“She was born confident in life”
Born in Aalborg, Denmark in 1930, Kirsten lived a comfortable life in the country until World War II when her father moved the family to Copenhagen. Kirsten’s sister, Inger Blondel, says the war changed their lives forever.
“I never understood how Kirsten could be so confident after all the suffering we saw during the war. But she was born confident in life, [surely] that is why she was so good for others.”
Shortly after graduating from a well-known school of tailoring at the age of 20, Kirsten came down with an untreatable illness. Her suffering was severe, said Inger, and doctors diagnosed her with rheumatism articulaire (rheumatoid arthritis). When medications failed to help, her doctor suggested a change in climate. Kirsten’s father immediately sent her to visit an aunt in sunny Santa Barbara.
The climate was kind to Kirsten and she found work as a seamstress in downtown Santa Barbara, where she met Frank Pedersen, the son of Danish immigrants. They married in 1952, and soon had a family: son David was born in 1953, and daughter, Julie, in 1959.
Kirsten became interested in pottery and took ceramic-making classes from famed potter Oscar Bucher. Bucher’s work is, today, considered “influential” in the California Craft’s movement of the 60s and 70s.
The Pedersen family moved to Solvang in 1958 and Kirsten opened a studio she called The Mud Mill, in a Solvang alcove near the present-day Gerda’s Iron Art Shop.
“She set-up a kick wheel and kiln, threw her pottery, put it on shelves and it sold,” son David recalls. “Locals and tourist would gather around and watch her throw pots. She often wore traditional Danish clothes and, always wore wooden shoes.”
The pottery studio grew into a gallery that included work by local artisans. She moved the studio across the street to a larger space on the courtyard of a Danish restaurant. Again Kirsten set her wheel near the window so she could be seen throwing pots. A Solvang attraction at that point, locals and tourists watched in amazement at her ability to work all day long, sometimes throwing many as 150 pots a day.
Her children played in the studio while she worked, as did many other local children, fascinated with the lady who made cookie jars from mud. David has fond memories of those years in Solvang.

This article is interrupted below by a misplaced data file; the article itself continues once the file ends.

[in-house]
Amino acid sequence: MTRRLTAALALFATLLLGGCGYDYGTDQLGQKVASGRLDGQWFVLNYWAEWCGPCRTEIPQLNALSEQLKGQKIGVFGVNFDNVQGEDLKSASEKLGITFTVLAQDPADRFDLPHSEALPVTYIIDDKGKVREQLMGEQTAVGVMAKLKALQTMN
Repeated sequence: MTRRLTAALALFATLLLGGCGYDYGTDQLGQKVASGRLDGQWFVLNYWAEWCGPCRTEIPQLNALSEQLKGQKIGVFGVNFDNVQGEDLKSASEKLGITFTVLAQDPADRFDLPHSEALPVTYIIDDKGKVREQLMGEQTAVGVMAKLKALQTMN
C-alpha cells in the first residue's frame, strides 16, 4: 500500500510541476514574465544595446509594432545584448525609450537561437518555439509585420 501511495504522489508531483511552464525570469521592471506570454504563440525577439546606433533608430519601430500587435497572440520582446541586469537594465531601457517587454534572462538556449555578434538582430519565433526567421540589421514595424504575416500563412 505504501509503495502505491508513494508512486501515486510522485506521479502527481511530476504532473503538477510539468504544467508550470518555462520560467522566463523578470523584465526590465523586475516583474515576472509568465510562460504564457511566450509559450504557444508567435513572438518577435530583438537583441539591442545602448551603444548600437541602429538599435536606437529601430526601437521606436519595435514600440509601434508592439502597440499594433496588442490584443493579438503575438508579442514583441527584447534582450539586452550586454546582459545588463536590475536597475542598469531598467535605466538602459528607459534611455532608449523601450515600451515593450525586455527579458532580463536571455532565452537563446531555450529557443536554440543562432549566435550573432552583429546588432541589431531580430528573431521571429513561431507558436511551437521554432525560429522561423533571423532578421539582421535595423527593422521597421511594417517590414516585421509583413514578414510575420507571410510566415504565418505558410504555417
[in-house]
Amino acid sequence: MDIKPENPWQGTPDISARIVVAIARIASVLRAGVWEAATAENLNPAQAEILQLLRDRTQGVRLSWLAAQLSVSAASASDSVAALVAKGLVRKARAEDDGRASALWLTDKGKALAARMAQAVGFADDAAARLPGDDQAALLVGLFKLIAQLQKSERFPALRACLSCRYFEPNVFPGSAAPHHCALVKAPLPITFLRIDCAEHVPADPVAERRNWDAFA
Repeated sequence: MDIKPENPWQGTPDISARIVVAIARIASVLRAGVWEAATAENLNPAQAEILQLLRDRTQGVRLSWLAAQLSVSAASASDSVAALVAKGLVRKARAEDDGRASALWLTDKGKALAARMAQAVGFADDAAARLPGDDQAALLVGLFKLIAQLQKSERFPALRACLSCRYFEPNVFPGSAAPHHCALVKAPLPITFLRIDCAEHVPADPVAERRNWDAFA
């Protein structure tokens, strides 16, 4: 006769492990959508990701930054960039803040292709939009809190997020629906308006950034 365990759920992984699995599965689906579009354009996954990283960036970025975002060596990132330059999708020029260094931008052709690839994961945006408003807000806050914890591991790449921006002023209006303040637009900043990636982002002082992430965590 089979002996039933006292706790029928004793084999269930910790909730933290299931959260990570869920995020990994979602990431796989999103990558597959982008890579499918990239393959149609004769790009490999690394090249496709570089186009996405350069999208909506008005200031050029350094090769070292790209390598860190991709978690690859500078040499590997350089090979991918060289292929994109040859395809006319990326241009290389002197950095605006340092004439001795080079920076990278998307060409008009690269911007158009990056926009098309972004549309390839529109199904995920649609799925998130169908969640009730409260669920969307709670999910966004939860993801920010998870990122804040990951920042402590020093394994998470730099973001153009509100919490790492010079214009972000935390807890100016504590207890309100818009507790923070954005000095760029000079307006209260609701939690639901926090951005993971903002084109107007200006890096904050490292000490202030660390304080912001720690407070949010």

“We kids would ask for cookies at Peter’s Pastries back door. Most people working in Solvang spoke Danish to each other then, and tourists compared visiting Solvang to visiting Olivera Street in Los Angeles. They came to Solvang to buy sweaters from a Danish sweater maker, candles from a Danish candle maker, sausage from a Danish butcher, chocolates from a Danish chocolate maker. It really was like being in a Danish village.”
In the mid 1960s the Pedersens “went wholesale” and opened a factory in Los Olivos. Kirsten mass-produced pots at an astounding rate, occasionally with the help of another potter. The entire family worked in the factory glazing pots, stacking and firing the kiln, packing pots for shipment. The business was a success until Kirsten injured her back, badly, and had back surgery. Doctors told her to quit throwing pots and The Mud Mill¡ºº Pottery factory closed.
By the early 1980s, her confidence renewed, she founded a catering business with Melinda Klinger, of Santa Ynez, and named it Catering to You.
“We each had our own specialties in the business, I did my part, she did hers and, somehow, it worked beautifully,” said Melinda. “We were challenged, we explored new food ideas, it kept us hopping, it was such fun! We always said it was way too much work to be doing if we weren’t having fun.”
Though the catering company started small in Kirsten’s kitchen, within a short time Catering to You was the busiest and most sought after catering company in the Santa Ynez Valley.
“They catered all the big weddings,” says Kirsten’s daughter Julie Guitterez who helped out in Catering to You.
“She did most of the Valley’s celebrity functions in those years, lots of corporate lunches, the Vintner’s festival brunch, Byron Winery dinners for 13 years, even after Mondavi bought them, parties, holiday events and luncheons for people all over the Valley including the Firestone and Fess Parker family, the annual Hollister Ranch luncheon.”
“We did the business together for 25 years, Melinda said. “We wound down gradually, and our last event, a Christmas dinner, was four years ago.”
A tailor, a potter, a caterer, a loving wife, mother and friend, Kirsten Pedersen’s steadfast confidence in life never failed her.
She leaves behind an enduring memory.